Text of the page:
George Block

Column George Block

George Block is a sports columnist who loves the outdoors.

Coyotes have an impact on many levels

Coyotes make impact on many levels, even groundhog hunting

November 9, 2013

More than once I have said that the only constant in life is that there will be change. Sometimes it is for the better, while it creates sadness and is resisted for others.

Either way, change is present.

I will remember 2013 as the year of groundhog hunting. My friends and I hunted three times per week and bagged quite a few, though not as many as we should.

It wasn’t because of poor marksmanship. It was due to a lack of groundhogs to shoot at.

An example would be a long field near Avella where I would take advantage of my wife Eileen’s ability to spot them and shoot eight to 12 per evening.

What made this field so good was the difficulty faced when driving to it. Isolated and full of groundhog holes, it was heaven.

Many shots were necessary out to 500 yards, making it a real challenge.

I told my friend, Russ, repeatedly about the alfalfa field, and we waited patiently for the first cutting in June.

Out first trip there was the biggest disappointment I’ve had going there in 20 years. We bagged a few, but only a few. It was with that trip and a few other fruitless trips that I began to feel something was wrong.

Why were there so few groundhogs in a field that held an excellent population before? Could we have overhunted the place? I didn’t think so.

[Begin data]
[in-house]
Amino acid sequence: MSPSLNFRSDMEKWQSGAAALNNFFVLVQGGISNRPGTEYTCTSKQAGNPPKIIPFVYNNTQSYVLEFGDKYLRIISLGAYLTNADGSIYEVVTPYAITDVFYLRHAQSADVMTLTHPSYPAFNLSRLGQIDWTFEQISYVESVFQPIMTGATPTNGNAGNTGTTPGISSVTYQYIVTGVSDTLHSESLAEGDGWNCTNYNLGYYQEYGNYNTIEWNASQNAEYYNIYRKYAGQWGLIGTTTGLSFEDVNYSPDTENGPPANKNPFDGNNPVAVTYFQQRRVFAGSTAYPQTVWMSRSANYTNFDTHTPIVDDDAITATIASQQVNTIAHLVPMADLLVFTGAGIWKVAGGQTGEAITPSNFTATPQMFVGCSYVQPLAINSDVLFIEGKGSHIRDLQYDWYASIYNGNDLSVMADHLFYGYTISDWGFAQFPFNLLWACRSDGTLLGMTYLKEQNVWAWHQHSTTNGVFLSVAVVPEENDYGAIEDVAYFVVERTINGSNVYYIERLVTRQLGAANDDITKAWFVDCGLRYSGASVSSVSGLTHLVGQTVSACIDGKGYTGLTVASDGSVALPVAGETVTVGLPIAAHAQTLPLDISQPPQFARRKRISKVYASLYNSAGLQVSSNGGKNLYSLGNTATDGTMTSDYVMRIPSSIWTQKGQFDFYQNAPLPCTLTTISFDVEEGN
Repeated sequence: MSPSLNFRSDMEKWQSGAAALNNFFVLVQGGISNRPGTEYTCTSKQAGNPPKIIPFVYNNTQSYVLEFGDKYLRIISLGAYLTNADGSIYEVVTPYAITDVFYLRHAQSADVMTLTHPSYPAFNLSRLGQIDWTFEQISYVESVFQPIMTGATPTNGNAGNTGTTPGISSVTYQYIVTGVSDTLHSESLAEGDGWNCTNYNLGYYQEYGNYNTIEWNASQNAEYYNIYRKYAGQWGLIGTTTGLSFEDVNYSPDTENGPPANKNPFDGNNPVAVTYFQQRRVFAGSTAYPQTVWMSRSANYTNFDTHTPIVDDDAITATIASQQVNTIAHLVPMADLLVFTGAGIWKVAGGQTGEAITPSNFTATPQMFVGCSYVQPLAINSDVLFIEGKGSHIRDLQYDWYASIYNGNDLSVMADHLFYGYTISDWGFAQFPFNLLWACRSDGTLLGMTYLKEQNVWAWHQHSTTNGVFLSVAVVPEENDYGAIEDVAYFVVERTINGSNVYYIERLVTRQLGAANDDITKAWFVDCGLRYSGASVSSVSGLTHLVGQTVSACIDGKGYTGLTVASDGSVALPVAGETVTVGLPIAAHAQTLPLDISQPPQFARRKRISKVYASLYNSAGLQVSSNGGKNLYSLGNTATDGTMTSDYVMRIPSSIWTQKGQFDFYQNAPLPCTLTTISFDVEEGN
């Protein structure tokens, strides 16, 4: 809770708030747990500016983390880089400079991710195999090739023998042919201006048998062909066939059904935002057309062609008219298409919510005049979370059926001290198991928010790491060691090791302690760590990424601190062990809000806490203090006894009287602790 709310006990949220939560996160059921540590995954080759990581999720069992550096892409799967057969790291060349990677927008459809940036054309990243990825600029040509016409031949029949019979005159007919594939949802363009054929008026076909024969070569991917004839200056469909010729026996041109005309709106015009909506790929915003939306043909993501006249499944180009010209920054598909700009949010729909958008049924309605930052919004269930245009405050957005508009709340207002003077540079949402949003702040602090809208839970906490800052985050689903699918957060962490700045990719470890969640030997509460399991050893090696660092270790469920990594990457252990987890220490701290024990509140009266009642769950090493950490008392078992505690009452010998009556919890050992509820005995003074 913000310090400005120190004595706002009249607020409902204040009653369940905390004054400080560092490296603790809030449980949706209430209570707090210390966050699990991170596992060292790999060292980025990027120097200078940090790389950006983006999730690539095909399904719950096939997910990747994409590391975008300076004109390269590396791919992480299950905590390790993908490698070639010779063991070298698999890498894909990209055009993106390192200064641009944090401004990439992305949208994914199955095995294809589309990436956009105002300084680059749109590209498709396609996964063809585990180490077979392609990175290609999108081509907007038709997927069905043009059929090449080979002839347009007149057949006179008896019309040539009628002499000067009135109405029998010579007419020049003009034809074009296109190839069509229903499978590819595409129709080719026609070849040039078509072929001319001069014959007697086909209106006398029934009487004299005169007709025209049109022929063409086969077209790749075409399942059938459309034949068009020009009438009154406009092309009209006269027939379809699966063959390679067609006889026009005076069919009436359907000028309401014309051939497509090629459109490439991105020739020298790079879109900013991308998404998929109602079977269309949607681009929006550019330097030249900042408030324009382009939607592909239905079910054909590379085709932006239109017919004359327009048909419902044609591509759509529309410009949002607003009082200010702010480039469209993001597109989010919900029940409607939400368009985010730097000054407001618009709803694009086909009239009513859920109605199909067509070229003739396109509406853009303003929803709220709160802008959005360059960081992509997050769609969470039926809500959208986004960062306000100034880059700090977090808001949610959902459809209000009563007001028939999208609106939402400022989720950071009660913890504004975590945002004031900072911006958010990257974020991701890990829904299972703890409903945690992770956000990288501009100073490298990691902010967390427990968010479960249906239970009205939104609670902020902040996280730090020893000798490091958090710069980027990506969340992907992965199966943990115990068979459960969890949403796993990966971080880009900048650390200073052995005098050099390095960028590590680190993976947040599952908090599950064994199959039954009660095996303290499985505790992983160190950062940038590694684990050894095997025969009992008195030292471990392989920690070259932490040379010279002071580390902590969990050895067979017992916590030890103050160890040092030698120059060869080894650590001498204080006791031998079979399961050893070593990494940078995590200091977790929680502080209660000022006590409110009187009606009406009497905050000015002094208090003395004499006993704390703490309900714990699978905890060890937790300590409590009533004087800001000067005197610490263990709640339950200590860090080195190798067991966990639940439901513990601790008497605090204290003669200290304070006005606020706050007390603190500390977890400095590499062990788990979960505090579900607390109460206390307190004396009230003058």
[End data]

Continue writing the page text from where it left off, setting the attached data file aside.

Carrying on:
My impression of the field was based on years of experience hunting it. Something must have been affecting the groundhog population.

Was it the weather? I doubt it.

Was another person hunting it earlier the year? The landowner swore nobody else was.

One farmer blamed the wet spring, claiming many of the groundhogs drowned in their holes. I don’t believe that.

I blame it on coyotes.

A parallel can be seen in my experience with farm dogs. I had friend and landowner who was my door to some great deer hunting, but I hadn’t shot a groundhog on the property.

The reason wasn’t because I didn’t want to hunt groundhogs there, but instead a resident dog that kept the numbers low.

If a hog dared to move within 300 yards of this mixed-breed mutt, it didn’t last long.

Compared to the hunting ability of a coyote, this home-fed dog wasn’t even close. The coyote had to hunt to eat, making him a far superior hunter.

Northern Potter County is famous for its groundhog hunting and I know groups who take a week off to travel there to hunt them.

Russ recently called a friend there to plan a groundhog safari and found that the coyotes had all but wiped out the population.

A local farm allows some hunting but doesn’t allow anyone to shoot the coyotes. Why? The coyotes kill the groundhogs and the groundhogs eat the crops.

If you study the history of coyotes, it’s hard not to believe that most wild and some domestic animals will become a meal for this talented predator.

If your cat disappears, it could be a coyote got it. They are famous for preying on housecats.

Even small dogs can fall prey.

Not only are they hungry, coyotes are smart. They can avoid humans and not be seen while living in urban areas.

Hunting coyotes is not easy. More than once, I have seen evidence a coyote has come within 10 yards of my location only to pass by unseen.

They had approached me from behind, seen or smelled me and drifted away.

Without snow, I wouldn’t have known they had been there.

Man has been battling this animal for a long time with little success. They are here to stay and no doubt have an impact on the hunting scene.

Change is inevitable, and while we resist it, it’s always going to happen to some extent.

George H. Block writes a Sunday Outdoors column for the Observer-Reporter.



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